Sunday, February 7, 2010

11:00am Weather Update: Tricky Forecast

Just as the title says, this is going to be a tricky forecast. I am referring to the upcoming winter storm.

Models are not in agreement for a lot of ingredients with the storm. I am feeling pretty confident with the timing of the storm. I think it will begin to impact the KFVS viewing area starting Monday afternoon. The storm will then spread east/northeast paralleling the Ohio River. The storm should be out of the area by Tuesday late-morning.

I posed a few questions yesterday morning that needed to be answered so we can forecast the storm.

  1. Track of the storm?
    Answer: There is not complete agreement as to the track of the storm in all of the models. The majority of the models seem to be shifting the storm a little further south. This means we should be able to draw in plenty of cold air. In fact, if this holds true, snow will be an issue further south than originally thought. This means there could be an accumulating snow from northeast Arkansas through the Missouri bootheel in to western Kentucky.

    There is one outlier. The NAM keeps the storm on more of a northerly track. If this were to pan out we would see more rain and the rain could slide further north.
  2. Temperature profile in the atmosphere?
    Answer: For the northern half of the KFVS viewing area (southeast Missouri, southern Illinois, western Kentucky, and northwest) all precipitation should fall as snow. The southern half is a little more tricky because of the answer to question 1. If the storm tracks further south then snow would be a problem for southern counties.
  3. Will dry air be in place?
    Answer: It will be dry but not as dry as the storm from two weeks ago. As of 11:00am CT, dew points are in the upper teens to lower 20's. Winds will be out of the northeast/east today. That means we will draw in air from southern Indiana and central Kentucky. Their dew points are in the upper teens. So there will be some dry air to overcome initially, but it should "eat" our snow like it did last time.
Now for the big question. How much? Extremely tricky especially since the models continue to flop back and forth as to how much liquid there will be to work with. For example, last night's 0z run of the NAM model put down around 0.6" of liquid for Cape Girardeau. This morning's run is showing 0.25". Potentially, that is a huge difference. That is the difference between at a minimum 4" of snow.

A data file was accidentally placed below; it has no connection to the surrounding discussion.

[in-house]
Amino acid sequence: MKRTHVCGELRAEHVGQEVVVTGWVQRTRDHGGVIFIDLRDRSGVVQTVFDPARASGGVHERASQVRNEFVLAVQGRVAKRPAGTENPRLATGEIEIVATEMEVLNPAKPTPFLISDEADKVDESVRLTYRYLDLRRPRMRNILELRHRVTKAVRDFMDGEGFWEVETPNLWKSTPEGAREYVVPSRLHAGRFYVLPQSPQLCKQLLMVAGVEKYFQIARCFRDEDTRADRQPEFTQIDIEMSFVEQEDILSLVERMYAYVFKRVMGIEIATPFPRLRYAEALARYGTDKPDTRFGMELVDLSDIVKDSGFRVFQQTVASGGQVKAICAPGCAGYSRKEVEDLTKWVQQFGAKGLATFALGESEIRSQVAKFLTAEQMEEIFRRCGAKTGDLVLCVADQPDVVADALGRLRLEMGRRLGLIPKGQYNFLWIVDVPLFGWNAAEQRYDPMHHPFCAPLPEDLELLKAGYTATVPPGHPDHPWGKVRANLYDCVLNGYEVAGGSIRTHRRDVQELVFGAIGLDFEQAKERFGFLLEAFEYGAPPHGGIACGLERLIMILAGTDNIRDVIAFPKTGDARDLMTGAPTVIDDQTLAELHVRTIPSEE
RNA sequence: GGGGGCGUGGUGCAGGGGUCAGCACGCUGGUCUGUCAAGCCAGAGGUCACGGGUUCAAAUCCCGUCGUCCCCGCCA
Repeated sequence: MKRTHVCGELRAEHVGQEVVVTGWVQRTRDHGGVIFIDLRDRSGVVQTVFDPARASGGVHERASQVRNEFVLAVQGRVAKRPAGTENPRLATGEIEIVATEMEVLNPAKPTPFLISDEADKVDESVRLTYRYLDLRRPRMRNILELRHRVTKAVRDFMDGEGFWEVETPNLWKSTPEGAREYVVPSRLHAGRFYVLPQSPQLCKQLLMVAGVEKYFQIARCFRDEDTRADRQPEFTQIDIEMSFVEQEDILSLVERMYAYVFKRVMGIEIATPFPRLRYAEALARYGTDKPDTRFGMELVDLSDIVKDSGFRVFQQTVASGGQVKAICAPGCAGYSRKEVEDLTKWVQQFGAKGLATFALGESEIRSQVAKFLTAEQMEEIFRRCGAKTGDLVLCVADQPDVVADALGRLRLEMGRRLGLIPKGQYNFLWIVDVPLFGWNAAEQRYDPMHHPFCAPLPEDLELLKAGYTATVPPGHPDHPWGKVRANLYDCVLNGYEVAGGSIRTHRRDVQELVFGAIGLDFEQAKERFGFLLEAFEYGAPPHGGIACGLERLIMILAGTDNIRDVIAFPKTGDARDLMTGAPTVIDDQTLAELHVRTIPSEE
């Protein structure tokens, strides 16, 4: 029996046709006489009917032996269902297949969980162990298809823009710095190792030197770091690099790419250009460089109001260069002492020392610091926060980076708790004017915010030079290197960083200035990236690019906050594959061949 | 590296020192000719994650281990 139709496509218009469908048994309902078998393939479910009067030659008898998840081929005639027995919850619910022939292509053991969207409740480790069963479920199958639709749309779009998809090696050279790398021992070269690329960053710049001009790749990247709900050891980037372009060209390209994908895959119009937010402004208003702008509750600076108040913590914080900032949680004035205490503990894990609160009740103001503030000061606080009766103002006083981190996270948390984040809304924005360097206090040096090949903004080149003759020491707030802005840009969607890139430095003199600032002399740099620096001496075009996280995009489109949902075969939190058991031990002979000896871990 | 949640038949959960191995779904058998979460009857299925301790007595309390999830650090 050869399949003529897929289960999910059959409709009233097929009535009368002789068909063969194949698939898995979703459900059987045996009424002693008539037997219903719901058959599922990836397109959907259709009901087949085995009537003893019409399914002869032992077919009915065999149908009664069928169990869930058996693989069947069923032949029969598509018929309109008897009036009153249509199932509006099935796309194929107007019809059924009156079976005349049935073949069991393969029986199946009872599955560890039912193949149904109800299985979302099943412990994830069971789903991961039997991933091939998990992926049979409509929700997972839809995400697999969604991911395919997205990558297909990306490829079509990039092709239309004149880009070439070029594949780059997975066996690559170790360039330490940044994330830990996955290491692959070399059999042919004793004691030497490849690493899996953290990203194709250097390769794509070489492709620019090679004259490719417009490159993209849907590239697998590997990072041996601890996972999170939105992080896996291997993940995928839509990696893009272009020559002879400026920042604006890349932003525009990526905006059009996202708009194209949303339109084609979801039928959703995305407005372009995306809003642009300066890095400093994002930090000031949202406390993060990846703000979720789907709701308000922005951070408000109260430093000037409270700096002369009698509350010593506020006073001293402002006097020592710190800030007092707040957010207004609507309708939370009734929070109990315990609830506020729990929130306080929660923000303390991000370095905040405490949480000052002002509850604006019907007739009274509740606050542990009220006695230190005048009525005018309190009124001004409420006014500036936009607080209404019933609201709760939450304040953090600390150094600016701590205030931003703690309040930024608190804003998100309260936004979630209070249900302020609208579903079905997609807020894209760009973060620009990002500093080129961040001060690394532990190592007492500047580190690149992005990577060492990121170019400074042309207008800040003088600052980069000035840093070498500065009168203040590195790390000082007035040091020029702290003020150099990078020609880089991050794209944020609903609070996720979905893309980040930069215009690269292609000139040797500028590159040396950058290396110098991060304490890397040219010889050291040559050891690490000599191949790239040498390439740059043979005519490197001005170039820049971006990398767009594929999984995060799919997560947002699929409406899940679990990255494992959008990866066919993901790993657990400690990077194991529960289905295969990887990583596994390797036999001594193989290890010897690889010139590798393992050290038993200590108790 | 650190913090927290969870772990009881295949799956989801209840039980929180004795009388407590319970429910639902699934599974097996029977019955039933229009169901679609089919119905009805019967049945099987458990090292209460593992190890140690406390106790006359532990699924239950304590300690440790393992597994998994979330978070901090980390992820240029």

Here is what this morning's NAM run is showing for snow accumulation.


To contrast the above numbers with the NAM I decided to take a look at a couple of other models that most don't look at. The Canadian weather agency's model and the United Kingdom's model.

0z Canadian run:
Liquid:
  • Cape Girardeau: 0.59"
  • Farmington: 0.51"
  • Harrisburg: 0.43"
Snow:
  • Cape Girardeau: 5.9"
  • Farmington: 5.5"
  • Harrisburg: 4.2"
12z Canadian Run:
Liquid:
  • Cape Girardeau: 0.55"
  • Farmington: 0.59"
  • Harrisburg: 0.39"
Snow:
  • Cape Girardeau: 5.3"
  • Farmington: 5.9"
  • Harrisburg: 3.5"
0z UKMET Run:
Liquid:
  • Cape Girardeau: 0.11"
  • Farmington: 0.17"
  • Harrisburg: 0.08"
Snow:
  • Cape Girardeau: 1.2"
  • Farmington: 3.1"
  • Harrisbug: 0.8"
This gives you an idea as to how models are all over the place right now. So confidence in any given amount is not very great at this time. It still appears to me that a 4"-8" snow is possible. Where exactly? Still too tough to call. It will depend on where the rain/snow line sets up. The heaviest snow should occur just to the north of the rain/snow line.

Here is a look at what the forecasters with the Hydrometeorological Prediction Center are thinking. This is a probabilities forecast.


I will try to update later today, but to be honest my attention is going to be on the Super Bowl airing on KFVS12. In case you haven't been following my blog, I am originally from Indiana and I am a HUGE Indianapolis Colts fan. Needless to say, I have interest in this evening's game.

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